The idea for Italian fact-checking website Politicometro started with young journalist Matteo Agnoletto, who, having heard about the work of sites in the US like PolitiFact during his time at university, wanted to establish the same mechanism in Italy to hold politicians, and their claims, to account.
Working with his friend and colleague - Alessandro Costa - the site began by carrying out fact-checking on a local scale, during the mayoral elections in Genoa last year, running from March until the end of May. With the experience under their belt, the team expanded to a national perspective in October, in time to cover the run up to the 2013 general election.
The site faces a number of challenges, from finding a sustainable business model which will support their editorial independence to dealing with the backlash from political supporters. But Agnoletto is hopeful that the work will have a positive impact, not only on journalists and their approaches to political reporting, but also the citizen's understanding of politics and the responsibility of the politician's themselves, when it comes to the dissemination of accurate information.
The fact-checking process
Politicometro uses a thermometer system to illustrate the result of its fact-checking, ranging from 'balla colossale' (terribly false) to 'vero' (true), with three other levels of factual accuracy in-between.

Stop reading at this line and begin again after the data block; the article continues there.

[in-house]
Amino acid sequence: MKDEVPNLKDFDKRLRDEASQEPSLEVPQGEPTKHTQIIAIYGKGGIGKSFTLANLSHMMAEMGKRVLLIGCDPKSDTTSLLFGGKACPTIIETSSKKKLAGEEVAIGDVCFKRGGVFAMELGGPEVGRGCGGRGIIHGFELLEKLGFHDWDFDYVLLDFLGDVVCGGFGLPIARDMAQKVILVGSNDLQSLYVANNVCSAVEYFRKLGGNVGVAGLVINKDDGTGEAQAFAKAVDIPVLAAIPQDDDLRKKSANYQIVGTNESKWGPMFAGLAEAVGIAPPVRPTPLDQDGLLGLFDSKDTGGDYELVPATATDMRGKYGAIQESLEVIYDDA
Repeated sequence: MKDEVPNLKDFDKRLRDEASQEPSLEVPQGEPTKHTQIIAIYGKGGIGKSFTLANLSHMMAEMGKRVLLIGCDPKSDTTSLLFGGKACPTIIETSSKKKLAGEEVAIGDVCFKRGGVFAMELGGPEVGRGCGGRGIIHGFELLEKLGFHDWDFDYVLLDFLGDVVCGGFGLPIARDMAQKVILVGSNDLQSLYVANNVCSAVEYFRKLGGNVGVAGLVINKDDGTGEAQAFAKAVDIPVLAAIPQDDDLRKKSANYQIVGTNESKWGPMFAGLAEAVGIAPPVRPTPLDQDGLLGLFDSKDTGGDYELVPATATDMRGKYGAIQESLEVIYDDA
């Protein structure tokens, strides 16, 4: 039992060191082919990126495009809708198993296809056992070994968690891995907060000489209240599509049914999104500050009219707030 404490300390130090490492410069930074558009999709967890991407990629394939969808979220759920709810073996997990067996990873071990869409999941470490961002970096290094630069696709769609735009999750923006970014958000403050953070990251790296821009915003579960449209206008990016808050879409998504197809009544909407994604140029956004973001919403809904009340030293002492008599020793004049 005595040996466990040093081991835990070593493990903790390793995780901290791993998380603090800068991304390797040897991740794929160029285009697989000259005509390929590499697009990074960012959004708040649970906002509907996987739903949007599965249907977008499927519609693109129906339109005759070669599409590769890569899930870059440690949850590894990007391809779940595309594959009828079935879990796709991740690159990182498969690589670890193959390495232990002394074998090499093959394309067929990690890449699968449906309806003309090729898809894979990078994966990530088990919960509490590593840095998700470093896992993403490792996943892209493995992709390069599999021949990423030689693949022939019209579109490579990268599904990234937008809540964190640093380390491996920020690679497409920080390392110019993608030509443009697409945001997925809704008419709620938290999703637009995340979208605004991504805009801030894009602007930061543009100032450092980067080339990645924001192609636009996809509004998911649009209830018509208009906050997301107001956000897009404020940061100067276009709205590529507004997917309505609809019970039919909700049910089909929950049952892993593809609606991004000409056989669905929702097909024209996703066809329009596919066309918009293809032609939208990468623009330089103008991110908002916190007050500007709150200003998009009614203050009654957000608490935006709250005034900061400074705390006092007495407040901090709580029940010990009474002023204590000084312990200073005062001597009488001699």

The ability to fact-check a statement made by a politician is based on whether or not there is relevant data for the team to refer to, Agnoletto told Journalism.co.uk. "We can check only the declarations with data and some numbers [to back it up]," he said.
And the time it takes varies. In some cases, it can take days to "check one sentence", whereas in others it can be more immediate where the data is available. It might also be that the politician is expected to comment on a recent data release, in which case the information can already be to hand ahead of the politician's comment on the matter, and checked almost in real-time if made on television, for example.
Politicometro carries out 'live' fact-checking each day, at the same time as politicians appear on television talk-shows. As well as reporting its findings on its website, it also does so in real-time on Twitter and Facebook.
Where the team cannot find the relevant data, they will try to ask the politician, or their staff, where the data they referred to originated from. But Agnoletto said they rarely get an answer.
The funding challenge
Politicometro is produced by a team of around 10 people, who all work voluntarily from across Italy. Agnoletto said that he is contacted on a weekly basis by people asking to get involved. But financing the project, and therefore being able to pay those people, "is a big problem", he said.
He is not prepared to accept funding unless the site's "total independence" can be guaranteed. And a crowdfunding campaign last year brought in just €50 - "enough for four pizzas".
In a bid to find a solution, the team are currently "looking for someone who can work to find a way for us to make money with total independence", he said.
This problem is not limited to Politicometro. Other fact-checking sites which Journalism.co.uk has spoken to before have also referred to the difficulty of finding funding as non-profits, with grants usually a key source in the end.
Fact-checking in the mainstream
Looking across mainstream media, Agnoletto recognised signs that fact-checking is placing an increasing role in political journalism.